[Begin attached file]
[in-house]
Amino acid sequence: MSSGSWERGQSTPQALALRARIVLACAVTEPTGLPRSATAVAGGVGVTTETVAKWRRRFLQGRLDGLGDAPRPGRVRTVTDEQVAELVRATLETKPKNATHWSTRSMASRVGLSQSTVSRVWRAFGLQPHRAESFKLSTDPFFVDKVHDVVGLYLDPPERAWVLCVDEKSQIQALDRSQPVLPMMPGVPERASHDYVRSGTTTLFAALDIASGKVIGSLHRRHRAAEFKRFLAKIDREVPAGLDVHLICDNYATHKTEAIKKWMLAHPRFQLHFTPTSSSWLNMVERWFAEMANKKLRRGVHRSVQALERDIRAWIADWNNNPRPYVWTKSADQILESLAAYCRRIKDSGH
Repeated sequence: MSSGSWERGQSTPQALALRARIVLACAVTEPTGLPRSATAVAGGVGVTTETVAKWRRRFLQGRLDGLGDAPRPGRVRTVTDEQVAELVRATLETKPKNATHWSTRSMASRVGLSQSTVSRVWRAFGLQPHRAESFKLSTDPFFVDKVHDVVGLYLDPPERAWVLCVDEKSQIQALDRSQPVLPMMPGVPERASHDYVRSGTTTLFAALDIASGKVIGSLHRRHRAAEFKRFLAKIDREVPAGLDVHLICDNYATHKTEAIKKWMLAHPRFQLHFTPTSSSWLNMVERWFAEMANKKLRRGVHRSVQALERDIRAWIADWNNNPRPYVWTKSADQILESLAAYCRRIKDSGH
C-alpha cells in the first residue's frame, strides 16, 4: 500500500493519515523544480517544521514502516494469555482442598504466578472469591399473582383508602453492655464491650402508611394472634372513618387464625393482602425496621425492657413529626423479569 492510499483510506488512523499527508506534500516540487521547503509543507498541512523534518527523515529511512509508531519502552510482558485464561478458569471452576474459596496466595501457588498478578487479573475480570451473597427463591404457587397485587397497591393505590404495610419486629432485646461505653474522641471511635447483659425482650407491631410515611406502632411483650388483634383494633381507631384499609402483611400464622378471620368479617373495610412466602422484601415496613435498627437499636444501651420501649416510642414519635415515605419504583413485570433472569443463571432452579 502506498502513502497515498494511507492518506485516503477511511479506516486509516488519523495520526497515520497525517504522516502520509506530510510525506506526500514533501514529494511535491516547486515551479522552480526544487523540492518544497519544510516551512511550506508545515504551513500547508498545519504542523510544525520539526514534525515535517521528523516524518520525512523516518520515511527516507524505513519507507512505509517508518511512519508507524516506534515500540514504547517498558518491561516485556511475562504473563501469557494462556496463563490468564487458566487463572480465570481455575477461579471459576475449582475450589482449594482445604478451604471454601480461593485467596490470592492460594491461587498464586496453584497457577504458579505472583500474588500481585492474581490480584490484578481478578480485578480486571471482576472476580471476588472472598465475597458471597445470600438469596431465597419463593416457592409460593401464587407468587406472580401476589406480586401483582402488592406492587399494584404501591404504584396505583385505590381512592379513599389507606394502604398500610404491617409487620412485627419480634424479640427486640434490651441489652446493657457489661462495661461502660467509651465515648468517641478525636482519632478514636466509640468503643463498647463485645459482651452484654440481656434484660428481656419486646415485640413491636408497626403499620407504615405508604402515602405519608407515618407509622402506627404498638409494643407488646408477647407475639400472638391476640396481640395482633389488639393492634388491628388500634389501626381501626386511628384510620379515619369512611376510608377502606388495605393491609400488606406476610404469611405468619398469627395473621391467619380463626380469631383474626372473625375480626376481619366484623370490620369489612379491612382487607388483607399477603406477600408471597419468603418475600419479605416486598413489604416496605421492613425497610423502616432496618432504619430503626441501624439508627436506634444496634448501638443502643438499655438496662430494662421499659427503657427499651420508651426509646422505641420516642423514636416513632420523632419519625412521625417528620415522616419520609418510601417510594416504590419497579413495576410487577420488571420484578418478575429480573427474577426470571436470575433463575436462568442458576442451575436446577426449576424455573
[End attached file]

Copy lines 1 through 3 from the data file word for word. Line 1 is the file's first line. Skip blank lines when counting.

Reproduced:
[in-house]
Amino acid sequence: MSSGSWERGQSTPQALALRARIVLACAVTEPTGLPRSATAVAGGVGVTTETVAKWRRRFLQGRLDGLGDAPRPGRVRTVTDEQVAELVRATLETKPKNATHWSTRSMASRVGLSQSTVSRVWRAFGLQPHRAESFKLSTDPFFVDKVHDVVGLYLDPPERAWVLCVDEKSQIQALDRSQPVLPMMPGVPERASHDYVRSGTTTLFAALDIASGKVIGSLHRRHRAAEFKRFLAKIDREVPAGLDVHLICDNYATHKTEAIKKWMLAHPRFQLHFTPTSSSWLNMVERWFAEMANKKLRRGVHRSVQALERDIRAWIADWNNNPRPYVWTKSADQILESLAAYCRRIKDSGH
Repeated sequence: MSSGSWERGQSTPQALALRARIVLACAVTEPTGLPRSATAVAGGVGVTTETVAKWRRRFLQGRLDGLGDAPRPGRVRTVTDEQVAELVRATLETKPKNATHWSTRSMASRVGLSQSTVSRVWRAFGLQPHRAESFKLSTDPFFVDKVHDVVGLYLDPPERAWVLCVDEKSQIQALDRSQPVLPMMPGVPERASHDYVRSGTTTLFAALDIASGKVIGSLHRRHRAAEFKRFLAKIDREVPAGLDVHLICDNYATHKTEAIKKWMLAHPRFQLHFTPTSSSWLNMVERWFAEMANKKLRRGVHRSVQALERDIRAWIADWNNNPRPYVWTKSADQILESLAAYCRRIKDSGH